Soldier's body found almost a mile from scene of Niger ambush: report

Soldier's body found almost a mile from scene of Niger ambush: report
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The body of Sgt. La David Johnson was found nearly a mile from the scene of the ambush in Niger that left Johnson and three other U.S. soldiers dead, CNN reported Friday.

The report comes two weeks after roughly a dozen U.S. soldiers and 40 Nigerian troops were ambushed by Islamic militants during a joint patrol in the northwest African country. 

Johnson's body was found 48 hours after troops realized he was missing, sparking questions from lawmakers and military officials as to why Johnson was left behind. 

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Defense Secretary James MattisJames Norman MattisOvernight Defense: Most VA workers find racism 'moderate to serious problem' at facilities l Trump advisers were wary of talking military options over fears he'd accidentally start war Trump advisers were wary of talking military options over fears he'd accidentally start war: report Trump prizes loyalty over competence — we are seeing the results MORE confirmed on Thursday that the Pentagon had launched a formal investigation into the incident.

"The loss of our troops is under investigation," Mattis told reporters. "We investigate anytime we have our troops killed, whether it be in a training accident or combat."

"These terrorists are conducting war on innocent people of all religions, they are conducting war on innocent people who have no way to defend themselves," he continued.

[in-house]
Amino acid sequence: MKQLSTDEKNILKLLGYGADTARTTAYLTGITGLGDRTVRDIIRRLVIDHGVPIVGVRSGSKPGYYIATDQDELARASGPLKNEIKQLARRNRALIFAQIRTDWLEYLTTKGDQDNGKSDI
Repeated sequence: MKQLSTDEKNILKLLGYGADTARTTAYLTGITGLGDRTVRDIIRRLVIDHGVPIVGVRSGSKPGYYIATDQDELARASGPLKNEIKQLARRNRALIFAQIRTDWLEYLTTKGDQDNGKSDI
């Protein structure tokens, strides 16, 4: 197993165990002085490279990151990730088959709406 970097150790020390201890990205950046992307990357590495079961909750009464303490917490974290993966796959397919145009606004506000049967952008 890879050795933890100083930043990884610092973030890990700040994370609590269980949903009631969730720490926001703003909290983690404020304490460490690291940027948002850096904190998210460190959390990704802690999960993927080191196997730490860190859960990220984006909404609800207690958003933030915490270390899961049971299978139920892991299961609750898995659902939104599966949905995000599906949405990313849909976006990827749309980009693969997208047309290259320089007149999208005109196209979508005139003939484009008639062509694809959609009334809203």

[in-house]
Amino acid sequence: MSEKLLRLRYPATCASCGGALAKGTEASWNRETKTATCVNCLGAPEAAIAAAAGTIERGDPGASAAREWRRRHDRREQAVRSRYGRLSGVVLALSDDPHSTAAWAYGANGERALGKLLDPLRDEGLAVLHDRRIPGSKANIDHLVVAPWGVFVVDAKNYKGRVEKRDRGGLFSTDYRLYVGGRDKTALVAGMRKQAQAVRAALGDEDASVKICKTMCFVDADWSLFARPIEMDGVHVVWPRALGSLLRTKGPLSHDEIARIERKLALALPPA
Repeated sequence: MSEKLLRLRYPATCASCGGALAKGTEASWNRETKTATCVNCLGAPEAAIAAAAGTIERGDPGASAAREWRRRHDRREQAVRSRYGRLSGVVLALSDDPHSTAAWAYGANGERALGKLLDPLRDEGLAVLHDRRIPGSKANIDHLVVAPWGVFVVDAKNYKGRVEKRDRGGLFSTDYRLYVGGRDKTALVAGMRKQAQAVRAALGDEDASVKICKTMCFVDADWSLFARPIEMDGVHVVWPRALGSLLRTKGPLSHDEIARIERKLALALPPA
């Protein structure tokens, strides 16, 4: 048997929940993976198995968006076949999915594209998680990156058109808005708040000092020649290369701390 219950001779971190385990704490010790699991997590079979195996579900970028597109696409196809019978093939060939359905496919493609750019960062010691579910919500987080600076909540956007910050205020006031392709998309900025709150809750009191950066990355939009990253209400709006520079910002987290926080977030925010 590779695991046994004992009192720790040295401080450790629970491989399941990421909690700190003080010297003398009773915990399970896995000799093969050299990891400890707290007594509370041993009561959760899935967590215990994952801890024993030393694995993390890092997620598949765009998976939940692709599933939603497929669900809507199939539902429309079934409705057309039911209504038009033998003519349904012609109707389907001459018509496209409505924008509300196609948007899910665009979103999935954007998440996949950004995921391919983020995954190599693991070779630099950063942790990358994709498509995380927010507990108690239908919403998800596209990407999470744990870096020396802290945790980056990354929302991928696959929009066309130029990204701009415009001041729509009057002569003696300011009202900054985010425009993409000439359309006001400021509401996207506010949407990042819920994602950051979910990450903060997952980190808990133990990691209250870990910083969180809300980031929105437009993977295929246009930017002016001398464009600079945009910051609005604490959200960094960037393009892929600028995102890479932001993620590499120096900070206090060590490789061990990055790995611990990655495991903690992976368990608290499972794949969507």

"In this specific case, contact was considered unlikely, but there's a reason we have U.S. Army soldiers there and not the Peace Corps, because we carry guns."

Mattis also looked to express the military's commitment to the safety and wellbeing of soldiers in harm's way. 

"We honor our troops. Everyone of them. Every life is critical. These young people look past the hot political rhetoric and sign up to volunteer for the armed forces," he said. 

The FBI has also joined the investigation into the ambush. 

However, various lawmakers, most notably Sen. John McCainJohn Sidney McCainCNN's Ana Navarro to host Biden roundtable on making 'Trump a one-term president' Mark Kelly clinches Democratic Senate nod in Arizona Prominent conservatives question Jerry Falwell Jr. vacation photo MORE (R-Ariz.), have demanded answers as to what went wrong while the soldiers were on patrol. 

McCain raised the possibility on Thursday of issuing a subpoena as a means to get answers from the Trump administration about the attack.

Mattis met Friday with McCain on Capitol Hill. The two affirmed their respect for one another afterward, with McCain saying he and Mattis were working on “clearing up” the lack of information.